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What will it take to make sustainable development the preferred option?

By Michael Lunn - posted Wednesday, 18 February 2004

Design and techniques to make buildings more sustainable have been around for decades. So why don’t we see more sustainable developments around us? The same, excellent, showcase examples are cited time after time, whether it is the BedZed project from the UK, or the Sustainable Houses in Rockhampton or Sydney. It is over 30 years since the UK Centre for Alternative Technology opened its low-energy show house which uses technologies such as high mass walls, heat pumps, and wind power.

There are, of course, many individual and less celebrated examples of good practice but they are thinly spread. This article looks at some of the reasons we have not adopted sustainable practices, and the process and methodologies for wider uptake.

The 'vicious cycle of blame'

What prevents sustainable design and construction becoming commonplace in most developments? Sustainable practitioners blame developers for not making their buildings more sustainable. Developers say that it is too costly. Financiers say that government red tape push up the costs of sustainable construction by delays in approvals. Planners say that designers come up with unsuitable solutions. This is a continuous cycle of blame, personally experienced many times, with the unfortunate result that many new buildings and retrofits, which are designed to last many decades, remain relatively unsustainable.


To make the difference, each contributor to the chain of development needs to work in harmony together, and look at the long-term implications. As we know, construction and urban sprawl will continue to be with us as the demand for housing continues.

It is also worth mentioning the narrow margins for builders and developers. Some builders would argue that integrating sustainability options takes away any competitive advantage. Therefore they would never be able to support sustainable construction unless regulatory support was also available.

However, despite the extent of knowledge and interest in this area, sustainable design and construction is still not a mainstream activity. Clearly the Integrated Planning Act (IPA) process for controlling development and building processes, namely building control, and planning control, contains shortcomings and barriers to delivery of sustainable development. However, these are not insurmountable.

One of the main aims for future governments (be it state or local) is to develop policies and practices which would provide a framework to move from the one-off good practice examples towards buildings sustainably designed on a mass scale. The key lesson I have learnt while working as a sustainability "Change Agent" is that organisations that are wanting to promote sustainable buildings within the existing planning and building control frameworks need to adopt a multifaceted approach.

This includes:

  • Information and awareness raising: promoting sustainable design and construction guidelines for building professionals and households;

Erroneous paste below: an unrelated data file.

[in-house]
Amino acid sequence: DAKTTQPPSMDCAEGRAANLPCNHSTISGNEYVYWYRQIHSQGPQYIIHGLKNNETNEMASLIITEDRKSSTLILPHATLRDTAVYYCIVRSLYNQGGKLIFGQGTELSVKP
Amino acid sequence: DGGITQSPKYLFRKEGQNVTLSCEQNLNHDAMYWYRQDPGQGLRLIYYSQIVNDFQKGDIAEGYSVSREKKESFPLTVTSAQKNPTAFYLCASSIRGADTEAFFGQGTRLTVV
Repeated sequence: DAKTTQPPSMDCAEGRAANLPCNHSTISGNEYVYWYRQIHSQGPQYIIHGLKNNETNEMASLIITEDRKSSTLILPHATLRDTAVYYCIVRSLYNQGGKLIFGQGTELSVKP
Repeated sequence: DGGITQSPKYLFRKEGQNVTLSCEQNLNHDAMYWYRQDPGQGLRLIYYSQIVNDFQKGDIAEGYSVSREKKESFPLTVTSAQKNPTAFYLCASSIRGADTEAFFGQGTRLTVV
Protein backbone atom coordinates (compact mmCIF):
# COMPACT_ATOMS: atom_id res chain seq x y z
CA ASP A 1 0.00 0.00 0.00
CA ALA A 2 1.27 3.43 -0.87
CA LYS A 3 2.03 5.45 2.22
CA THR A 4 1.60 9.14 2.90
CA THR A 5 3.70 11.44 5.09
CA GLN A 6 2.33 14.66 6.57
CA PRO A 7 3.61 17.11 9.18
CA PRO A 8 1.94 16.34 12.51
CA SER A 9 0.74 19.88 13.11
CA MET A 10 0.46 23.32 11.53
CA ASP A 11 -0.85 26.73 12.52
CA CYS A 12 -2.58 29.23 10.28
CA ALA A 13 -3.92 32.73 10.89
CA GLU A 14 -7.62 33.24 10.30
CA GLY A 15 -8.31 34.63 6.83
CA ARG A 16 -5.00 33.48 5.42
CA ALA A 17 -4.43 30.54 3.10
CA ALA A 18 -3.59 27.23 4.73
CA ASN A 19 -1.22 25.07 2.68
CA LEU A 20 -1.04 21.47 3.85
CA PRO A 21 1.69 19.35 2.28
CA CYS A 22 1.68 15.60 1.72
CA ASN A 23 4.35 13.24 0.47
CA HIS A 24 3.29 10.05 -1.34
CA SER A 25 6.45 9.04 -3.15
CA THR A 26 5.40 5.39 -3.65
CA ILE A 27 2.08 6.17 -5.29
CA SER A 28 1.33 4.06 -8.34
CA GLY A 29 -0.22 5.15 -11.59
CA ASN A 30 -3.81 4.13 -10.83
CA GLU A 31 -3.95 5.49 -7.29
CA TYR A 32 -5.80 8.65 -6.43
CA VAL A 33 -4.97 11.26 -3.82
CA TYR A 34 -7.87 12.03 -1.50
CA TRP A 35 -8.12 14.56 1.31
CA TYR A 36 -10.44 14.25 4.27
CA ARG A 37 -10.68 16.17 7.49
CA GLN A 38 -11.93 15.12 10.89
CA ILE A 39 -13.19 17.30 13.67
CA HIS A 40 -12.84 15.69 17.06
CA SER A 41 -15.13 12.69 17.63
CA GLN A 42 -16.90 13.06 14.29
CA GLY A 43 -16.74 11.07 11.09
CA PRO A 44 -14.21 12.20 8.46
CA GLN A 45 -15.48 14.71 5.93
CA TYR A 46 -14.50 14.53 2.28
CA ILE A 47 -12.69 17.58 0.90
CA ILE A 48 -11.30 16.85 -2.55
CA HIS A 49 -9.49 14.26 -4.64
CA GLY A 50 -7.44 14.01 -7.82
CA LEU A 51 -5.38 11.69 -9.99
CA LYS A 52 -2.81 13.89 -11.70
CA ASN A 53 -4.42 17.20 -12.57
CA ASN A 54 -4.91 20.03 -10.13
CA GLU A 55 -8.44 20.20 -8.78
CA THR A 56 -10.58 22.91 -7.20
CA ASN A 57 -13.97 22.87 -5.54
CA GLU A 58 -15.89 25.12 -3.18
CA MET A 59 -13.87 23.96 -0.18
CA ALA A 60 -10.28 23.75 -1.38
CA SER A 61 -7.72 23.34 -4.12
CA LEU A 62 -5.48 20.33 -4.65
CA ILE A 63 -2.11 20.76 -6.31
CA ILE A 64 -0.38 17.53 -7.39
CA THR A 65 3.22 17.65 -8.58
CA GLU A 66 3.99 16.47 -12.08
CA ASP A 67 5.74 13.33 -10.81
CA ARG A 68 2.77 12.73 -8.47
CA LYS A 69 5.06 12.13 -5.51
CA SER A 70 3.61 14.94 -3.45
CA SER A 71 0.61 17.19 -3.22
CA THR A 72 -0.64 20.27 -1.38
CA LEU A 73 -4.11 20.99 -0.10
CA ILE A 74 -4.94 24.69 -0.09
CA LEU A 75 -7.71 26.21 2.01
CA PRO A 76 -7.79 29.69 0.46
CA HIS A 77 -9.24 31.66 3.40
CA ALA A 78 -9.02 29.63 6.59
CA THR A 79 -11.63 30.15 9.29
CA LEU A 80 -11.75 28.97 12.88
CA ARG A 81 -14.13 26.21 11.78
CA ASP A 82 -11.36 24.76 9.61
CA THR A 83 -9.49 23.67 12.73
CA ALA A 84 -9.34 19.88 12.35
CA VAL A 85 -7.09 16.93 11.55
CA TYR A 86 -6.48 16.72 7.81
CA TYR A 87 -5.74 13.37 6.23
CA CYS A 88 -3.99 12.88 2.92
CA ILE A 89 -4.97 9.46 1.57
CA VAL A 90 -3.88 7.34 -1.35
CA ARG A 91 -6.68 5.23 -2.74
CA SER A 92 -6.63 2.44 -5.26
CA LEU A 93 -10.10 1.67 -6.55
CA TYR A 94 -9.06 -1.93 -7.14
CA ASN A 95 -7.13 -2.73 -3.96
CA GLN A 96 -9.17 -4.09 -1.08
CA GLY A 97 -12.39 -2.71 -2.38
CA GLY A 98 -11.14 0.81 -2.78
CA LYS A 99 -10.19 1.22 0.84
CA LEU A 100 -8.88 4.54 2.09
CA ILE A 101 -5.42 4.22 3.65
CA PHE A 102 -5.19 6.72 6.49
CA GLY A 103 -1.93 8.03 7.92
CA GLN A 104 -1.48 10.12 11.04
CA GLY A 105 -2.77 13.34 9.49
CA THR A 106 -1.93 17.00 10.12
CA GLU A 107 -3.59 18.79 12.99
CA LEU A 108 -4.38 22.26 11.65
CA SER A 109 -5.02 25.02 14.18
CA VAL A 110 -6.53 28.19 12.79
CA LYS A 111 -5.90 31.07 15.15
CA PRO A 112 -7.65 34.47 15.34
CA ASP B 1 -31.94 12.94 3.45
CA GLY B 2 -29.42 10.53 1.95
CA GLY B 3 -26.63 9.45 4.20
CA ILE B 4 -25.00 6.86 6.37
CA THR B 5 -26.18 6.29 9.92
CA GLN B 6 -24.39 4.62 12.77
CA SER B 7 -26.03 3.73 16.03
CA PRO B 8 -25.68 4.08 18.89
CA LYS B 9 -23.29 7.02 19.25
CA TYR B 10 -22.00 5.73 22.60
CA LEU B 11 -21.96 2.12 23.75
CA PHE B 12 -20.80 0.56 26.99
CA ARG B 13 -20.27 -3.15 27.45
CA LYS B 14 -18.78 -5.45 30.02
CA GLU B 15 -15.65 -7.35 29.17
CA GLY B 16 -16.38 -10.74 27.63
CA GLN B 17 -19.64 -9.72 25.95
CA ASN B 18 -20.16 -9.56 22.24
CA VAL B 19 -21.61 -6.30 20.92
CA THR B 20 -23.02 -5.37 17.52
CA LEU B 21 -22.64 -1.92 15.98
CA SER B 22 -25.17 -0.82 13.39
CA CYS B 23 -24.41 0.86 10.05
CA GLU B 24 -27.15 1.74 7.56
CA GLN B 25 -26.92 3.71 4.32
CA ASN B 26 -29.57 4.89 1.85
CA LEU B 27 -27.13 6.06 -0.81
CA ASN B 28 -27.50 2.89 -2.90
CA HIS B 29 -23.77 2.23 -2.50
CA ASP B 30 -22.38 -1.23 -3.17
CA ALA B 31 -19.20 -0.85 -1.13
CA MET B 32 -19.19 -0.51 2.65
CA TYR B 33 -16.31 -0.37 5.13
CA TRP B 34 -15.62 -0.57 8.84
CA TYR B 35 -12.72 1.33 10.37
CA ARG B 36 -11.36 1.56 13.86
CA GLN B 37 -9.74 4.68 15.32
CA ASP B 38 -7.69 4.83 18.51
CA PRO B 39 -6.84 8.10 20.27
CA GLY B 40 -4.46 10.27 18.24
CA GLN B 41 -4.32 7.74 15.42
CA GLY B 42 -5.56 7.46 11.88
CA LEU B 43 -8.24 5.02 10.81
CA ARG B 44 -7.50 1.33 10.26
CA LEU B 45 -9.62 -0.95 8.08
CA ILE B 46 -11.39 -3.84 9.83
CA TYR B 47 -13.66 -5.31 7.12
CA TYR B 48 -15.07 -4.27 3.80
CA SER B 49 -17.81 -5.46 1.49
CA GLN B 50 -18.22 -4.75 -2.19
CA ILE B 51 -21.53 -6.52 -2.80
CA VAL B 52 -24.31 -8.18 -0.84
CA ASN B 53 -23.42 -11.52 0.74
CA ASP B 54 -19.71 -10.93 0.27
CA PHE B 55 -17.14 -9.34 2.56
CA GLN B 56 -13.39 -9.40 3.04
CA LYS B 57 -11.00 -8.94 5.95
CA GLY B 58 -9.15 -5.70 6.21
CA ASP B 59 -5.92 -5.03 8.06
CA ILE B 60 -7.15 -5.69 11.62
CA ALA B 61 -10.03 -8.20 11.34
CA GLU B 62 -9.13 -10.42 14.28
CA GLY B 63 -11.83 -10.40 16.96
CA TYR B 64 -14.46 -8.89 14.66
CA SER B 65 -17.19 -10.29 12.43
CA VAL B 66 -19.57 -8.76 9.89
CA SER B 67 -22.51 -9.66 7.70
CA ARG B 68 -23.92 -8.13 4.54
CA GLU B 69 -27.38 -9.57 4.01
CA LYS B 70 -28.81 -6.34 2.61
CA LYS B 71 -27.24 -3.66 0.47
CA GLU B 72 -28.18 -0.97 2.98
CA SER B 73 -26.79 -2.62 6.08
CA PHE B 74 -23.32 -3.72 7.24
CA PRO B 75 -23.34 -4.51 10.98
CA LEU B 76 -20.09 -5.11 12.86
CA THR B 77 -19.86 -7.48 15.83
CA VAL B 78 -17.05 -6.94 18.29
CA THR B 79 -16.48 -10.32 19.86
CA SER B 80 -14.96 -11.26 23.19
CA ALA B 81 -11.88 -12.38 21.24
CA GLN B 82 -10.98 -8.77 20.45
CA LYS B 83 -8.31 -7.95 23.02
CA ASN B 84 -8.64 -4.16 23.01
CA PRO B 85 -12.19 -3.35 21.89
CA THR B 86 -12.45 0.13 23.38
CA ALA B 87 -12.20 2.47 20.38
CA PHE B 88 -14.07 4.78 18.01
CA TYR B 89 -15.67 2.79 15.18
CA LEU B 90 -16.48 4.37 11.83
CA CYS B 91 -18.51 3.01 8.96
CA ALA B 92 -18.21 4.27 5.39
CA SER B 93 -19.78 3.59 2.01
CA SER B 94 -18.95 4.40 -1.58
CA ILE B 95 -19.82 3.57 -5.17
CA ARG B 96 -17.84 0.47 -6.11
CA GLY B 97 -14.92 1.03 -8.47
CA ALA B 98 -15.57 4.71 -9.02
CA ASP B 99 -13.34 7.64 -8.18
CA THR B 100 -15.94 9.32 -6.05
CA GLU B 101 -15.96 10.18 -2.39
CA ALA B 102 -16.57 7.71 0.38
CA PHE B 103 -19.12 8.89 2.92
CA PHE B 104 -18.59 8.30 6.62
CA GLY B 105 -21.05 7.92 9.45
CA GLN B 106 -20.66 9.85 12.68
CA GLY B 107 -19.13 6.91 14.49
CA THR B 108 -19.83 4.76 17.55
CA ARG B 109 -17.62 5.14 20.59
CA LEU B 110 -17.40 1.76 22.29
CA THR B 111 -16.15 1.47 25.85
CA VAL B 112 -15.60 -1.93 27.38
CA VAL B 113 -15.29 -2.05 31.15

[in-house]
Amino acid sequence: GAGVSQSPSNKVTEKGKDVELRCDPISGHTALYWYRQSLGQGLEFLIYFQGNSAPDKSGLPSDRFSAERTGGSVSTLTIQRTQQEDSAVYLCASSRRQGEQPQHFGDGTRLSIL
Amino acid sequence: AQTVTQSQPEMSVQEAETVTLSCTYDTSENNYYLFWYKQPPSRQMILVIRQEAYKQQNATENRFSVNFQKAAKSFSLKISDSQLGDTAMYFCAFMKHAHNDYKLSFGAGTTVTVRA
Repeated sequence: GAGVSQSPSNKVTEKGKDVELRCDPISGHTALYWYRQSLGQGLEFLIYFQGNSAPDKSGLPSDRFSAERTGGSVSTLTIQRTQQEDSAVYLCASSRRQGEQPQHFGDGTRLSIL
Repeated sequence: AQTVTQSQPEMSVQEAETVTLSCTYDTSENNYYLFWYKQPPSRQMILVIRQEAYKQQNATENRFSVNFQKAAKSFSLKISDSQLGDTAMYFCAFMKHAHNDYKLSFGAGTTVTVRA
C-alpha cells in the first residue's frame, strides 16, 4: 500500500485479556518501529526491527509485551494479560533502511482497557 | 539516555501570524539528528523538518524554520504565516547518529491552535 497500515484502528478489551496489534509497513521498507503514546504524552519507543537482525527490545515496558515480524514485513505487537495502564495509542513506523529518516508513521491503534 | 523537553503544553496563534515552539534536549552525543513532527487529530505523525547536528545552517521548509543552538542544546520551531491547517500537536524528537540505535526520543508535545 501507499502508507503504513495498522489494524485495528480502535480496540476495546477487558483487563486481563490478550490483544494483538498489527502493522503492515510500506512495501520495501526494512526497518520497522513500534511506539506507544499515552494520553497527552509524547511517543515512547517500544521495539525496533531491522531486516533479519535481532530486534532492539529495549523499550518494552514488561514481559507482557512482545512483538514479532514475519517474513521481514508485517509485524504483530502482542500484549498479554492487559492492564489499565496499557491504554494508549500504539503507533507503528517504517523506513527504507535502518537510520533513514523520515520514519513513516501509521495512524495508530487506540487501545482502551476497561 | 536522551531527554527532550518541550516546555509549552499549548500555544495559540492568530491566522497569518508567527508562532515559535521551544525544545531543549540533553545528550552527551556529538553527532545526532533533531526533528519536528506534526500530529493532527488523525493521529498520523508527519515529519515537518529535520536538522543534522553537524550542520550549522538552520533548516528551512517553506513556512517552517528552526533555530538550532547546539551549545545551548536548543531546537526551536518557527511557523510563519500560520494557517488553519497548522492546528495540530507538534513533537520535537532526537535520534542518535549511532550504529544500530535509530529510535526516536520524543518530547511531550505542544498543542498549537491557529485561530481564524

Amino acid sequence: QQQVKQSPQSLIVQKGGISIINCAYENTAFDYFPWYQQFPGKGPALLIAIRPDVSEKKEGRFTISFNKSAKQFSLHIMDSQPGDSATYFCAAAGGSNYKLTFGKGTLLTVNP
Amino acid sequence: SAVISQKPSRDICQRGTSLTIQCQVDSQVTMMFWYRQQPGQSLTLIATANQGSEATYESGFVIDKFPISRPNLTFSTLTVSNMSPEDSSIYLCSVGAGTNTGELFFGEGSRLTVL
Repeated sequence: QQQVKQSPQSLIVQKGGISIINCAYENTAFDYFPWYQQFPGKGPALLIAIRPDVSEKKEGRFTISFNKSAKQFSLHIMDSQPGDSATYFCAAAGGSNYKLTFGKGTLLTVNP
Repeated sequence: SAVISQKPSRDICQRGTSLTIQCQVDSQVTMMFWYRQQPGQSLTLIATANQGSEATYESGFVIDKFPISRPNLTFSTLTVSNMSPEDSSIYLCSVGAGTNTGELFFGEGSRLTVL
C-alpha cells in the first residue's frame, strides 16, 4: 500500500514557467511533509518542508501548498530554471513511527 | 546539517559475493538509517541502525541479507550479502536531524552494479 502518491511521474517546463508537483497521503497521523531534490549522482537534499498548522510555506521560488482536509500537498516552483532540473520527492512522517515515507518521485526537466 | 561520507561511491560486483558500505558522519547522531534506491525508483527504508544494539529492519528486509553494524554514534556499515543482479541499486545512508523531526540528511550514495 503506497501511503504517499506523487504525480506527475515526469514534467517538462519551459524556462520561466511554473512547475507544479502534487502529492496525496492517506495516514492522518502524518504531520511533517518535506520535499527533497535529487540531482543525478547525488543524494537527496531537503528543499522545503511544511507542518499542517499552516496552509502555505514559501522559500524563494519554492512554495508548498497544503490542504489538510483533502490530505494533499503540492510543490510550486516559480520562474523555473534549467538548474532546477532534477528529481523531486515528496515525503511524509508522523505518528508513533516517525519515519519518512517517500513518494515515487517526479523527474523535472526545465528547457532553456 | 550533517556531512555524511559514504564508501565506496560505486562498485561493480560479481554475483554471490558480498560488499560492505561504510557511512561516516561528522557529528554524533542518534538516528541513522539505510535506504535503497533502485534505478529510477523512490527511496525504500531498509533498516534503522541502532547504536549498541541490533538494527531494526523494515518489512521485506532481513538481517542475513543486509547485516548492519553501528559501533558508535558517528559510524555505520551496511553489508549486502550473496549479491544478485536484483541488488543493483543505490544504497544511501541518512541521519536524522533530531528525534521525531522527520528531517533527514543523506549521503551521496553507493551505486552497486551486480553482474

• A participatory approach;
  • Regulatory tools: developing a sustainable planning policy;
  • Training sessions and workshops for staff (government officers, planners, developers, financiers, designers, local stakeholders, elected representatives etc.); and
  • Monitoring (the proper evaluation of outcomes and learnings – use of sustainable indicators)
  • Greater Connectivity.

Information and Awareness Raising

Many local councils are starting to produce comprehensive sets of guidelines for developers and building professionals on how to incorporate sustainable principles into design and construction. However, the average home builder is still not aware of the benefits of building sustainably. Why not? There is a lot of information, in fact so much so that it can become overwhelming, so we often take our advice from the developers or designers, and because they are there to meet their clients needs, sustainability rarely gets a look in. The "vicious cycle" starts to emerge. Therefore producing effective guidelines for developers, builders and homeowners is vital to raising awareness of the benefits of building and retrofitting sustainably.

Participatory approach

There are many stakeholders and players in the development process. The process of building effective partnerships is a key component of our work across Australia and the world. Often it requires multiple stakeholders to come together and work in partnership rather than attending the multiple conferences that we all seem to attend.

By bringing government officers, planners, development control and regulatory bodies, financiers, designers, builders together for a series of facilitated workshops you can build relationships, consensus and ways to move forward towards more integrated and forward thinking sustainable development. This adds real value to our thinking and, of course, our expected outcomes.

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Article edited by Ian Miller.
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About the Author

Michael Lunn is Lead Associate to AtKisson Inc (Australia), an organisation that helps business and governments to accelerate towards the achievement of sustainable outcomes.

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